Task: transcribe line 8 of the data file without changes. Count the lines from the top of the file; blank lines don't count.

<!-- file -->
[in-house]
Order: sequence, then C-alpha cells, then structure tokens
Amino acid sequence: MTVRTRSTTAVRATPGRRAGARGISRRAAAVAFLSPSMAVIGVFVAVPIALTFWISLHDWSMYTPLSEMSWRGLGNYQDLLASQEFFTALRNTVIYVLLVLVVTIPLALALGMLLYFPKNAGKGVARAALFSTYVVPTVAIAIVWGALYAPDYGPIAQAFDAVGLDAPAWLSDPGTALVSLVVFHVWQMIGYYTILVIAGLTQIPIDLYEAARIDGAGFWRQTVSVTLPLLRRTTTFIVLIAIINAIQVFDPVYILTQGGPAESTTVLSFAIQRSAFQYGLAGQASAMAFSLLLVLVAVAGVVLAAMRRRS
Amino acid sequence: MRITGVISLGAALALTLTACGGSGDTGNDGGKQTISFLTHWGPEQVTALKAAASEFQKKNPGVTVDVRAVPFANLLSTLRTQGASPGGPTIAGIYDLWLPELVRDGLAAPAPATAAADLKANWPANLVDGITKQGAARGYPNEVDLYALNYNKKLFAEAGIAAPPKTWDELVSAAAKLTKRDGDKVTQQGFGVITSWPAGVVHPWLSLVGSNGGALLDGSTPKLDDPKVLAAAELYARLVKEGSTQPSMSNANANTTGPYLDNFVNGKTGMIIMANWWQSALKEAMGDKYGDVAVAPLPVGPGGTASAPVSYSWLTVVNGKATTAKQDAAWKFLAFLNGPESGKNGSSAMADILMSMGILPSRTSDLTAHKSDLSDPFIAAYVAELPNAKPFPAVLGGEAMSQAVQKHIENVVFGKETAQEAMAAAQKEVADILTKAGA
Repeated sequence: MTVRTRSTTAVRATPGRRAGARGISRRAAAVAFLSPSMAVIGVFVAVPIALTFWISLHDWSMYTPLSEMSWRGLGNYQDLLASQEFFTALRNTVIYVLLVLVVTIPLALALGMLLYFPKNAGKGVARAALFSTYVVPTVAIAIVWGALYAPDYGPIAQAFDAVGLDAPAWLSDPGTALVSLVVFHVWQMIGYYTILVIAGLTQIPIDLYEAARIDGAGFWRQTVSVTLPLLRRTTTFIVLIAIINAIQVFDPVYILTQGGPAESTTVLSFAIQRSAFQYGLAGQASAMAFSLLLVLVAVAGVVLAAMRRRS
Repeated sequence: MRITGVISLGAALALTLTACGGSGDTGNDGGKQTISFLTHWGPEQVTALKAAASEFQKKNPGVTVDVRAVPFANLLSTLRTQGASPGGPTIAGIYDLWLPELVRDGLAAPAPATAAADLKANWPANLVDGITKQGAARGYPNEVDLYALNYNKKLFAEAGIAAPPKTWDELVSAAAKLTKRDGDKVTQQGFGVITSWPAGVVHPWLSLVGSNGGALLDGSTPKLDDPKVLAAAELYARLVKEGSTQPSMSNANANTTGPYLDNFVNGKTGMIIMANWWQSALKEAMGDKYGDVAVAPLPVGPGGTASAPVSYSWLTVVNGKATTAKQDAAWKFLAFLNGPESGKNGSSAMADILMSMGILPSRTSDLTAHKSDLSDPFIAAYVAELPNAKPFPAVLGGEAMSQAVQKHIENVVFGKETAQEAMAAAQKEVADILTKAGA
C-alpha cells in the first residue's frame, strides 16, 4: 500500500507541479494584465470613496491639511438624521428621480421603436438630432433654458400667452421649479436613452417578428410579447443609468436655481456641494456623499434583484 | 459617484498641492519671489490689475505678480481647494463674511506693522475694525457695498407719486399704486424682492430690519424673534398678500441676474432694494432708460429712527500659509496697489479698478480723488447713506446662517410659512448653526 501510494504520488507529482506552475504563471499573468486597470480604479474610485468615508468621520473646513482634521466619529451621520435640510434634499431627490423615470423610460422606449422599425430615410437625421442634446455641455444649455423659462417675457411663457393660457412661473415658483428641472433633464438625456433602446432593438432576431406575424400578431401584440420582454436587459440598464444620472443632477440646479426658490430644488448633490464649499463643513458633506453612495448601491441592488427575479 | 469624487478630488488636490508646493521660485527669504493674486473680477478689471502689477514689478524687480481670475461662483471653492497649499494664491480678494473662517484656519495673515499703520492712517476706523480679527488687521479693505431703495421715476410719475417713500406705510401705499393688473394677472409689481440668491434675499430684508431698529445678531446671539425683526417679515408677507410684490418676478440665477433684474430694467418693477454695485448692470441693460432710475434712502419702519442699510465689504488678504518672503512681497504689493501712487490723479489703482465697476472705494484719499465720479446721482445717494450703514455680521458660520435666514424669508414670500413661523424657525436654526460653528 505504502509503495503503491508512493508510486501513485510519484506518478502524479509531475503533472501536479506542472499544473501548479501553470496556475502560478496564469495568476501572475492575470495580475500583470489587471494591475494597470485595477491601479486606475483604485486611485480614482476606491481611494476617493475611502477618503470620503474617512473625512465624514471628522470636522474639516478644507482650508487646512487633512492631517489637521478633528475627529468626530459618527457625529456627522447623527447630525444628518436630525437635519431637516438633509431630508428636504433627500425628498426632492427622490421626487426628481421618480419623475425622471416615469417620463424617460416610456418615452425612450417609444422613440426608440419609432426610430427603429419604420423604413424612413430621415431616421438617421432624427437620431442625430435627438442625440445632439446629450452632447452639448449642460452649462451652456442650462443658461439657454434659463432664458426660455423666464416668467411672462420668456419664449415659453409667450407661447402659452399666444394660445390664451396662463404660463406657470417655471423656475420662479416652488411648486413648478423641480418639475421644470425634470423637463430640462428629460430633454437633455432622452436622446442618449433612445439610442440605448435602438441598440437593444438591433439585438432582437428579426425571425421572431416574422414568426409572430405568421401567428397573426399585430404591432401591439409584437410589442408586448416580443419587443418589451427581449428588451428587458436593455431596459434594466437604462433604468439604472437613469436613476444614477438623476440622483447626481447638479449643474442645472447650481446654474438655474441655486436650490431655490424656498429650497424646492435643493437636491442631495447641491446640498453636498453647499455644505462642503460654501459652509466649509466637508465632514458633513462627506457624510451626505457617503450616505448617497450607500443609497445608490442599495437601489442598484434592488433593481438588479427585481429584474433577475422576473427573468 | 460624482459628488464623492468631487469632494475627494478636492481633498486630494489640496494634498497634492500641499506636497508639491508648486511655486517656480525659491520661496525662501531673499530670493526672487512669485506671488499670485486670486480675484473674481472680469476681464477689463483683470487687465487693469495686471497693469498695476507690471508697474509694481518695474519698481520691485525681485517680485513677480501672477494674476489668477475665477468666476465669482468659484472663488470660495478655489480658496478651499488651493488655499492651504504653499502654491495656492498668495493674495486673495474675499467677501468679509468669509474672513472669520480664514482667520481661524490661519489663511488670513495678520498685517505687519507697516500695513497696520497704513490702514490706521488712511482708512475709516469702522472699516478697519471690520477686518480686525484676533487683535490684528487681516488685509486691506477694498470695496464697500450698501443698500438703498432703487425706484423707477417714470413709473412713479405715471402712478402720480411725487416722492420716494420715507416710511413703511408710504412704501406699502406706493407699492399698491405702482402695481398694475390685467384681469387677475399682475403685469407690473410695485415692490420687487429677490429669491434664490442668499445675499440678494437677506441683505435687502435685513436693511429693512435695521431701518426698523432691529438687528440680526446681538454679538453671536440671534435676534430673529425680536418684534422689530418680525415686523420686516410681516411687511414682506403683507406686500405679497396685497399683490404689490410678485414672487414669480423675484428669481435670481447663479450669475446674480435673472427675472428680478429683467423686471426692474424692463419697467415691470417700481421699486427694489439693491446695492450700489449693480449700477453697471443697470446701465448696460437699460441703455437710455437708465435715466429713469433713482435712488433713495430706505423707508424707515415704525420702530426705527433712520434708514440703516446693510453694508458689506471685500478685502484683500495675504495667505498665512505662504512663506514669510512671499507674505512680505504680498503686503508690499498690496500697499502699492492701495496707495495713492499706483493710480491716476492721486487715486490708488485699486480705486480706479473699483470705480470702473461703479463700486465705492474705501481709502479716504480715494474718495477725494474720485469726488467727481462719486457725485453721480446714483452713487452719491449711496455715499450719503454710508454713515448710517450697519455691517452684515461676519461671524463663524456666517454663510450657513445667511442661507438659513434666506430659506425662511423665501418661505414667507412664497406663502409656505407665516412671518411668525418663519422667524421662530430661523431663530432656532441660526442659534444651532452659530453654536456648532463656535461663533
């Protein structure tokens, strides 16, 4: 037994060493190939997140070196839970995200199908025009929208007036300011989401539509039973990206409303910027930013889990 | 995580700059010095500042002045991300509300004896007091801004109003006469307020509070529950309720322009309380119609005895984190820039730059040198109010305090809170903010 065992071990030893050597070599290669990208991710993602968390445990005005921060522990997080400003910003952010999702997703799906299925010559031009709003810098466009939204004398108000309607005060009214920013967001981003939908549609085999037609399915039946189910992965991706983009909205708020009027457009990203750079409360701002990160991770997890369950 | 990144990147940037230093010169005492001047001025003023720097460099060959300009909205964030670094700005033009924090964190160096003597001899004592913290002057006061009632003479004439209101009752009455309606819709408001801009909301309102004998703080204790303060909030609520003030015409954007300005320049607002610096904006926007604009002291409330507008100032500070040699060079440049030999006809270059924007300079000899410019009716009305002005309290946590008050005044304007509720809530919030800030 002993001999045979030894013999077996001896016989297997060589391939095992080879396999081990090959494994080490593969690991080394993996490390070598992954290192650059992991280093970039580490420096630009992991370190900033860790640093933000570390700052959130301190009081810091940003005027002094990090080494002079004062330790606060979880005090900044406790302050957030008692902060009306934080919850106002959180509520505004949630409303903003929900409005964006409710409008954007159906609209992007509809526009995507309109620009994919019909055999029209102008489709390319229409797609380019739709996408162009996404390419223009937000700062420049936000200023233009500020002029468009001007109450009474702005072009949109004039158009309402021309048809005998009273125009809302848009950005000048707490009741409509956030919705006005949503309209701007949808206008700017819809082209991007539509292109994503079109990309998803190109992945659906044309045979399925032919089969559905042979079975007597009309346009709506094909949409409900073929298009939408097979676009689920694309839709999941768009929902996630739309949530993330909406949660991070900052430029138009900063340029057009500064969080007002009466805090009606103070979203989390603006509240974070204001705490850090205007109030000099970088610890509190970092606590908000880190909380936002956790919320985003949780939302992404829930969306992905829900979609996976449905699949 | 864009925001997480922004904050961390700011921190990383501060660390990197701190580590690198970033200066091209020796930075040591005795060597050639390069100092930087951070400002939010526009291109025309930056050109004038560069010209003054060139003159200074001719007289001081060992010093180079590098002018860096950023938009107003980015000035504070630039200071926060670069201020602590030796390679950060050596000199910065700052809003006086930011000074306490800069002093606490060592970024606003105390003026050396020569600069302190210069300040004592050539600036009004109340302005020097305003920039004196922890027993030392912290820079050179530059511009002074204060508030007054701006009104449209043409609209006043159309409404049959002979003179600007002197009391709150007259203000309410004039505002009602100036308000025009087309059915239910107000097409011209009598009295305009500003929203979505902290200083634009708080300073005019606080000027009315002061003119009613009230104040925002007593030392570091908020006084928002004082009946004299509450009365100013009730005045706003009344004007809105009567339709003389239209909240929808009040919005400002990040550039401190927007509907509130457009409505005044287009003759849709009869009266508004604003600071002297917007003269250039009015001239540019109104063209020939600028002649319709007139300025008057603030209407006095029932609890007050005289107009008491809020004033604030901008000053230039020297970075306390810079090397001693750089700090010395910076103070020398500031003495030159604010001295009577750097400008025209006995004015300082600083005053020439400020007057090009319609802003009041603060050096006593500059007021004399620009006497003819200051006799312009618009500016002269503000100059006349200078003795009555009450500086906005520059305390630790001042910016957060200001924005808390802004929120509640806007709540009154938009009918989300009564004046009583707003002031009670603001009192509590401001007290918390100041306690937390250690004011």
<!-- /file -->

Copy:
């Protein structure tokens, strides 16, 4: 037994060493190939997140070196839970995200199908025009929208007036300011989401539509039973990206409303910027930013889990 | 995580700059010095500042002045991300509300004896007091801004109003006469307020509070529950309720322009309380119609005895984190820039730059040198109010305090809170903010 065992071990030893050597070599290669990208991710993602968390445990005005921060522990997080400003910003952010999702997703799906299925010559031009709003810098466009939204004398108000309607005060009214920013967001981003939908549609085999037609399915039946189910992965991706983009909205708020009027457009990203750079409360701002990160991770997890369950 | 990144990147940037230093010169005492001047001025003023720097460099060959300009909205964030670094700005033009924090964190160096003597001899004592913290002057006061009632003479004439209101009752009455309606819709408001801009909301309102004998703080204790303060909030609520003030015409954007300005320049607002610096904006926007604009002291409330507008100032500070040699060079440049030999006809270059924007300079000899410019009716009305002005309290946590008050005044304007509720809530919030800030 002993001999045979030894013999077996001896016989297997060589391939095992080879396999081990090959494994080490593969690991080394993996490390070598992954290192650059992991280093970039580490420096630009992991370190900033860790640093933000570390700052959130301190009081810091940003005027002094990090080494002079004062330790606060979880005090900044406790302050957030008692902060009306934080919850106002959180509520505004949630409303903003929900409005964006409710409008954007159906609209992007509809526009995507309109620009994919019909055999029209102008489709390319229409797609380019739709996408162009996404390419223009937000700062420049936000200023233009500020002029468009001007109450009474702005072009949109004039158009309402021309048809005998009273125009809302848009950005000048707490009741409509956030919705006005949503309209701007949808206008700017819809082209991007539509292109994503079109990309998803190109992945659906044309045979399925032919089969559905042979079975007597009309346009709506094909949409409900073929298009939408097979676009689920694309839709999941768009929902996630739309949530993330909406949660991070900052430029138009900063340029057009500064969080007002009466805090009606103070979203989390603006509240974070204001705490850090205007109030000099970088610890509190970092606590908000880190909380936002956790919320985003949780939302992404829930969306992905829900979609996976449905699949 | 864009925001997480922004904050961390700011921190990383501060660390990197701190580590690198970033200066091209020796930075040591005795060597050639390069100092930087951070400002939010526009291109025309930056050109004038560069010209003054060139003159200074001719007289001081060992010093180079590098002018860096950023938009107003980015000035504070630039200071926060670069201020602590030796390679950060050596000199910065700052809003006086930011000074306490800069002093606490060592970024606003105390003026050396020569600069302190210069300040004592050539600036009004109340302005020097305003920039004196922890027993030392912290820079050179530059511009002074204060508030007054701006009104449209043409609209006043159309409404049959002979003179600007002197009391709150007259203000309410004039505002009602100036308000025009087309059915239910107000097409011209009598009295305009500003929203979505902290200083634009708080300073005019606080000027009315002061003119009613009230104040925002007593030392570091908020006084928002004082009946004299509450009365100013009730005045706003009344004007809105009567339709003389239209909240929808009040919005400002990040550039401190927007509907509130457009409505005044287009003759849709009869009266508004604003600071002297917007003269250039009015001239540019109104063209020939600028002649319709007139300025008057603030209407006095029932609890007050005289107009008491809020004033604030901008000053230039020297970075306390810079090397001693750089700090010395910076103070020398500031003495030159604010001295009577750097400008025209006995004015300082600083005053020439400020007057090009319609802003009041603060050096006593500059007021004399620009006497003819200051006799312009618009500016002269503000100059006349200078003795009555009450500086906005520059305390630790001042910016957060200001924005808390802004929120509640806007709540009154938009009918989300009564004046009583707003002031009670603001009192509590401001007290918390100041306690937390250690004011």